Hoodwinking diners into buying pricey wines puts Don Kavanagh's hackles right up.

I came across a rather shabby practice recently. I went out for dinner with friends and, while perusing the wine list, noticed some wines that would suit our intended meals nicely, so I ordered two and sat back to wait.

Shortly afterwards the waiter informed us both wines were out of stock. This was upsetting, as both were ideal for our meals and they were also impressively non-expensive, at $39 and $44.

I asked him to suggest replacements, and he raved enthusiastically about wines that cost $66 and $70, on special. So I asked to see the wine list again and inquired about wines that were closer in price to those I'd ordered. They, too, were out of stock, meaning we had to fork out more than we wanted to.

The reason I bring this up is that it's not the first time this has happened and I get the feeling that such coincidental stock shortages will become more common during the Rugby World Cup.


Basically, it's cheating: advertising wines at $39 but having only bottles that cost $55 available is, at the very least, underhand and, at worst, fraud. It's like those huge ads that promise 3m-wide televisions for 20 cents and when you turn up they are "all sold out, sorry, would you like to buy this tiny one here for $10,000 instead?".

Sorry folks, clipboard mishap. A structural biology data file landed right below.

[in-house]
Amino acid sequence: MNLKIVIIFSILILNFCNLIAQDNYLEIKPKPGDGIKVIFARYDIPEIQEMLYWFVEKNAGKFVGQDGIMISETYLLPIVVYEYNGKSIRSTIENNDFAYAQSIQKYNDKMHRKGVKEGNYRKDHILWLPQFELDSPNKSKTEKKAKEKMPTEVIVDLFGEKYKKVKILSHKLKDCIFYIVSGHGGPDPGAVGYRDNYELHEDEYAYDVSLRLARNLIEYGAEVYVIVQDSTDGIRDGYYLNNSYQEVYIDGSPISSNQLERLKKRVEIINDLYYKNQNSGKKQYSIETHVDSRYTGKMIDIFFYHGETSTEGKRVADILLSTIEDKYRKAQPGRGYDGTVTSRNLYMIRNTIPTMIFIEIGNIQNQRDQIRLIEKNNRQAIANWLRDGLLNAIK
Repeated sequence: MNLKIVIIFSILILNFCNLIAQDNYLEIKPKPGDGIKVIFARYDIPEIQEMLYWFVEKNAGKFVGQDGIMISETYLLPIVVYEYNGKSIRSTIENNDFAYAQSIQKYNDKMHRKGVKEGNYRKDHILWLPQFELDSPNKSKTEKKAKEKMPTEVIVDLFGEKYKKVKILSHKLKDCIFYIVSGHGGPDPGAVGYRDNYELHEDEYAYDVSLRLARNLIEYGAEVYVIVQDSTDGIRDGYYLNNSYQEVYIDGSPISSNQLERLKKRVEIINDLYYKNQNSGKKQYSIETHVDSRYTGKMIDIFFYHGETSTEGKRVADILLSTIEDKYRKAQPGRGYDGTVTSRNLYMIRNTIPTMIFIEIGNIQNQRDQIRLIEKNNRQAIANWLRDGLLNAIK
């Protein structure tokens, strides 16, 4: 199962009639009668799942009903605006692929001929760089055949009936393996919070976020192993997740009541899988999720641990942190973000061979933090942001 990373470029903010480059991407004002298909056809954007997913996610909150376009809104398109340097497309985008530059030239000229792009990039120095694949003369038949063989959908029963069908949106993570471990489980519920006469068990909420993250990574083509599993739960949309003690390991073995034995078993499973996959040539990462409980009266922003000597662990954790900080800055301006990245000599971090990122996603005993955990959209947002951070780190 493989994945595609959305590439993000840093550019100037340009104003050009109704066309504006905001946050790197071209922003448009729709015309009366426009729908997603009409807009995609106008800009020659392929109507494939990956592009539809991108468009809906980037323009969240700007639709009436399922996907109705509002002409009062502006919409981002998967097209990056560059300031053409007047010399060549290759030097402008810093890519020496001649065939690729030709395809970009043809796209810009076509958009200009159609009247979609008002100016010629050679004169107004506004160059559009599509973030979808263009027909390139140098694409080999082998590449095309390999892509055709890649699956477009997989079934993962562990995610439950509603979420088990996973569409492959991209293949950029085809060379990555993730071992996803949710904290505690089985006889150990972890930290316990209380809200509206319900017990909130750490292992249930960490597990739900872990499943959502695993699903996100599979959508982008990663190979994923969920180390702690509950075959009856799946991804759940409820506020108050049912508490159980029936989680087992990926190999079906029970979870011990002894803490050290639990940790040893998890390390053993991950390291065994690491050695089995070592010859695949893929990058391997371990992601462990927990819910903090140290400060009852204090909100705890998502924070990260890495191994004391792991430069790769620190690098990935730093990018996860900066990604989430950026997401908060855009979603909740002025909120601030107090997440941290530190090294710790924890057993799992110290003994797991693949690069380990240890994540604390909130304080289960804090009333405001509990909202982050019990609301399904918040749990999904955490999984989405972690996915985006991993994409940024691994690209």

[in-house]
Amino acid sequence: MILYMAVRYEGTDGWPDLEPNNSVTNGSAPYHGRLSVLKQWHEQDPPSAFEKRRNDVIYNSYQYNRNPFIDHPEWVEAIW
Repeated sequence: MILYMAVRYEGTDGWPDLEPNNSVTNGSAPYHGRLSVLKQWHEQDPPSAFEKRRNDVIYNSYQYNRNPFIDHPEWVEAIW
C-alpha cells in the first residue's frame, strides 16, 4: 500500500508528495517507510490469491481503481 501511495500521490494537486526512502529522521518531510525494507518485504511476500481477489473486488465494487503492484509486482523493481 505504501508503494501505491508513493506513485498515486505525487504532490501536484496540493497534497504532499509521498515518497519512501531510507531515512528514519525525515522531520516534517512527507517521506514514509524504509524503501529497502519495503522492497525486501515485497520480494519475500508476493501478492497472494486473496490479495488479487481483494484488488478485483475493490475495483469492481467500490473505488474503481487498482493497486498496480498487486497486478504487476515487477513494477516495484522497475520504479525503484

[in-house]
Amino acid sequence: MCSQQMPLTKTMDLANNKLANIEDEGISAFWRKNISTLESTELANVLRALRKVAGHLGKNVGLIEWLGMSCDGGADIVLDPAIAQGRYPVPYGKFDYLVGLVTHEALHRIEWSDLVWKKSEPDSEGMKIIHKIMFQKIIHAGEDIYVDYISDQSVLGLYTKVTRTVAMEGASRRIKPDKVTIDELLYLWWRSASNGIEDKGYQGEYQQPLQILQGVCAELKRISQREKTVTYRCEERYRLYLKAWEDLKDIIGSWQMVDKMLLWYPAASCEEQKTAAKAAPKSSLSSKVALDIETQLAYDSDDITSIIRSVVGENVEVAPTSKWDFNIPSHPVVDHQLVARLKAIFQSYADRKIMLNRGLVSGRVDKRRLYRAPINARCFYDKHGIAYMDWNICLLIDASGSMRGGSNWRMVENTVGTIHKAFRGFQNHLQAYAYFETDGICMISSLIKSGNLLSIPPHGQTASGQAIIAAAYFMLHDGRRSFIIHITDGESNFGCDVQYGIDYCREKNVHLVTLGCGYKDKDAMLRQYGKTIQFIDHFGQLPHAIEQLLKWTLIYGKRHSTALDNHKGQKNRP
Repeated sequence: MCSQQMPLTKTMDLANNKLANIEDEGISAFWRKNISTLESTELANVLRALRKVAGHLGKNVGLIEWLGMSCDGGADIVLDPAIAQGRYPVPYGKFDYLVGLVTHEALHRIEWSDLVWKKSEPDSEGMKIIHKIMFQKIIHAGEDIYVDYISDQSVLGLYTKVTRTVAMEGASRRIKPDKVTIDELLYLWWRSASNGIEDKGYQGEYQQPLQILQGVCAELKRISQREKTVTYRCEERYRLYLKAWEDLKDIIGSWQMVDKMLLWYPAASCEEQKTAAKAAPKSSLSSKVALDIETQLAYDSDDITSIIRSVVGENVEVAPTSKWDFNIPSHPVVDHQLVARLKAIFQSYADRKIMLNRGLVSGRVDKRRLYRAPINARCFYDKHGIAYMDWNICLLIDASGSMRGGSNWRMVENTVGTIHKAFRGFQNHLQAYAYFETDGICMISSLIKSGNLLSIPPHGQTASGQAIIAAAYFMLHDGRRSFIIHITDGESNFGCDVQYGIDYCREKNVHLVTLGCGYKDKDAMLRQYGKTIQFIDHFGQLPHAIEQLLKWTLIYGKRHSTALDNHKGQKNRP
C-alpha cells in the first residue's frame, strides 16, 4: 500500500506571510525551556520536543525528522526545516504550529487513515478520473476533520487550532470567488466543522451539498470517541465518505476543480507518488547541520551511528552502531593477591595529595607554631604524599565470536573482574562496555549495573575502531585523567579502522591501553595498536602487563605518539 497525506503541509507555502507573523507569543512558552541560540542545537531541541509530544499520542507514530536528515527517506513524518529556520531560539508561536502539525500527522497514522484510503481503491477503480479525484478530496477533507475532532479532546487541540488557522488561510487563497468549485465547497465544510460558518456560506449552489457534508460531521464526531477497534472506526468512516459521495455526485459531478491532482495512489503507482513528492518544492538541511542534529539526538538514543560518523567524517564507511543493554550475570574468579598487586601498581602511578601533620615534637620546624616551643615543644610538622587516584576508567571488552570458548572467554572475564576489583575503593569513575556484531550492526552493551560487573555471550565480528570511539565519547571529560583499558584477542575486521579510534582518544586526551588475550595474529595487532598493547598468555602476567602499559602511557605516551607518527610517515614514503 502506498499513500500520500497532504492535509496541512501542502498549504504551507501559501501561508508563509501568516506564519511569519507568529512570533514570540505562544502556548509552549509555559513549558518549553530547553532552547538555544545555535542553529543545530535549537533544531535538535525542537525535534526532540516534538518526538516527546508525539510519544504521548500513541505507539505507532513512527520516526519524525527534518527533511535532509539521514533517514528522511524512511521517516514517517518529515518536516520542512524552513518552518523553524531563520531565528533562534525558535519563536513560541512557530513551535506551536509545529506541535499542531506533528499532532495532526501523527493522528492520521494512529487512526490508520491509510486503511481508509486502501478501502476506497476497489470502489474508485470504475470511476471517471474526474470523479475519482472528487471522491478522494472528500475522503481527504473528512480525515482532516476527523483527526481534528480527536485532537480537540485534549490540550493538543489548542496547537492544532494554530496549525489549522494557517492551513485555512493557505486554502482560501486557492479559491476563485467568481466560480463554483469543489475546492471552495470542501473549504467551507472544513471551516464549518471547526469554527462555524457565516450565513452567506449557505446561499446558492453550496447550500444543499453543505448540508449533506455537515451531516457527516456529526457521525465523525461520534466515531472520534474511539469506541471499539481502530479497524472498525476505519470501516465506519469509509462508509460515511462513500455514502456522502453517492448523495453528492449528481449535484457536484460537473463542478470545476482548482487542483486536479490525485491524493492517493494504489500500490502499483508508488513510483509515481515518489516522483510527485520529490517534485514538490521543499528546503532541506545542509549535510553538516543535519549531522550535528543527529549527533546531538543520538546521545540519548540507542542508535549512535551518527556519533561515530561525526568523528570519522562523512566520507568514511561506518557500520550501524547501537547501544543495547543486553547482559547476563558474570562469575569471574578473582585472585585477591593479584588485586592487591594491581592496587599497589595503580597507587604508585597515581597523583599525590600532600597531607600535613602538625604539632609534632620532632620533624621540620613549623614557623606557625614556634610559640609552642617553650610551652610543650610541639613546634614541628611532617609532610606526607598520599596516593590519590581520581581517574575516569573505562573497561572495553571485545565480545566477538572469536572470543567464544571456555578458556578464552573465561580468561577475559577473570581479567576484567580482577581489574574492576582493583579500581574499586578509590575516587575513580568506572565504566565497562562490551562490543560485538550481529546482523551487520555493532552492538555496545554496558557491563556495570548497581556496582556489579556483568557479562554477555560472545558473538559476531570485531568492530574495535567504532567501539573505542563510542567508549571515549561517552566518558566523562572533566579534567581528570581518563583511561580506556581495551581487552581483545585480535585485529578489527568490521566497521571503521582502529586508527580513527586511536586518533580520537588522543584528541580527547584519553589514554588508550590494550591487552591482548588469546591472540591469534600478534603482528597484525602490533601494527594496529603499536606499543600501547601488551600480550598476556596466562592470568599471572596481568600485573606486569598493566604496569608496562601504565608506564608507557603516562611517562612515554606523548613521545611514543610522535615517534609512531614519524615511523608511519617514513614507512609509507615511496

It's also something that will come back and bite the operators on the behind, because, if it happens again, I won't go back there and neither will anyone with any sense. I won't name the establishment in case it was a genuine error, but if I find out it happens regularly then, perhaps, I will, in an effort to shame the buggers into honesty.

Going out for a meal can be expensive without any additional clipping of the ticket by the hosts. A fair price for a fair experience is absolutely acceptable, but overcharging in such an underhand way is beyond the pale.

To make matters worse, one of the wines he recommended had been available until recently in a supermarket for $15.95. Although it was a bargain at that price, it's a tough pill to swallow paying outrageous mark-ups for supermarket wines.

If you see a supermarket wine on a wine list, it's a good sign you may be in the wrong place. Certainly, there are many fine wines on supermarket shelves, but there are plenty of wines out there to choose from that aren't on special at Countdown for half of nothing, so the sooner operators realise that, the better.

* Don Kavanagh has been involved in the hospitality trade for more than 25 years and is the editor of Hospitality magazine.